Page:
A spatial installation by Studio Ossidiana explores how architecture might mediate between all sorts of creatures, making room for a variety of encounters and setting the stage for interactions between humans and non-humans. The installation is an environment occupied by drawings, diagrams and architectural models – creature-like objects – that address issues of proximity, scale and cross-species politics.
Through the display of a series of emblematic projects, various relationships between the human and non-human world are made tangible. The installation is based on Giovanni Bellotti’s prior thesis research on bird habitats and bird cages (Massachusetts Institute of Technology, 2018), and on Studio Ossidiana’s current creative residency at the Jan van Eyck Academie, Maastricht.
Also occupying this environment is an archive selection centred around the educational vision of architect Aldo van Eyck. It includes a student project for an aquarium by Jan Verhoeven and a hippopotamus shelter by Joost Váhl. These structuralist approaches to animal architecture propose a relational and ecological understanding of the animal-human encounter.
Further expanding on ecology and systems theory is the intervention by Evangelos Kotsioris, assistant curator at MoMA. Kotsioris will be a visiting scholar in November and will present his research on cybernetics, computerization and architecture during a public seminar.
Variations On A Bird Cage
On 14 November Giovanni Bellotti and Alessandra Covini of Studio Ossidiana talk about the Animal Encounters installation and their research at Massachusetts Institute of Technology and the Jan Van Eyck Academie, Maastricht. Afterwards, they discuss architecture, ecology and cross-species exchange with Dirk van den Heuvel.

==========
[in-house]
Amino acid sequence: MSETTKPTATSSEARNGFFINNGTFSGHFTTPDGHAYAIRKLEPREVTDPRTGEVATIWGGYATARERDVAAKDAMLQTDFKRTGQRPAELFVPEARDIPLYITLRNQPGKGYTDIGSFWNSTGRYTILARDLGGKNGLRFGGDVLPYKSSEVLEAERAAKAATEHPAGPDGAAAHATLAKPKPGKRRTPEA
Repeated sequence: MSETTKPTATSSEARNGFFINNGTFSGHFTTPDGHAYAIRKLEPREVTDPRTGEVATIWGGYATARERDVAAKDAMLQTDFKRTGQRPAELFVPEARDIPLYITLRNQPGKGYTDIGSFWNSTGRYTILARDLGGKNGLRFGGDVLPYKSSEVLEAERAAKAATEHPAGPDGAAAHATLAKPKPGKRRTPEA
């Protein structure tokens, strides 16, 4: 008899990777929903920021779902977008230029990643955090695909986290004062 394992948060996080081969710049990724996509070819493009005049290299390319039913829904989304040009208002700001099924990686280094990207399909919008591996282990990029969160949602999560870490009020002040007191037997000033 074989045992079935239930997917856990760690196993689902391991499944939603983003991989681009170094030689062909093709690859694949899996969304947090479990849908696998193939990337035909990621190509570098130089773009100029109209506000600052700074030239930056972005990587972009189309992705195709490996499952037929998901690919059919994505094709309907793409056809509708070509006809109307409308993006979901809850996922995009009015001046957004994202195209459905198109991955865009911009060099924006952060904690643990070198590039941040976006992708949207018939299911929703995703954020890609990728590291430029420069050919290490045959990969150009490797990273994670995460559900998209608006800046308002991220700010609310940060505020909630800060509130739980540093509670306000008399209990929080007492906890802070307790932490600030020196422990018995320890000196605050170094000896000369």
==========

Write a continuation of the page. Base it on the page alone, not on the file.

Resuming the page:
Animal Encounters and the architecture collection
In addition to Studio Ossidiana’s research, Animal Encounters showcases a selection of projects from the National Collection for Dutch Architecture and Urban Planning. These propose a relational understanding of the animal-human encounter and expand the ecological to notions of systems theory.
Birds of a Feather: From Habitus to Habitat
Hadas Steiner (University at Buffalo, NY) will give a lecture about the history of ecological thinking in architecture and urban planning. She will talk about how this concept entered the architectural discourse through the biological sciences, and how the understanding of these terms changed throughout the 1950s, 60s and 70s as they were variously reinterpreted and employed by architects like Alison and Peter Smithson or John McHale. Among other topics, she will discuss the ornithological architecture of Cedric Price, who designed the aviary for the London Zoo.
Habitat: Expanding Architecture
Habitat: Expanding Architecture is a research installation which captures a key moment in the history of architecture and urban planning: the tenth CIAM conference at Dubrovnik in 1956. Here the concept 'habitat' was a central theme: a broader understanding of architecture through a new ecological approach viewing architecture less as an autonomous discipline than as part of larger, dynamic whole. Habitat is the first in a series of Total Space programme installations.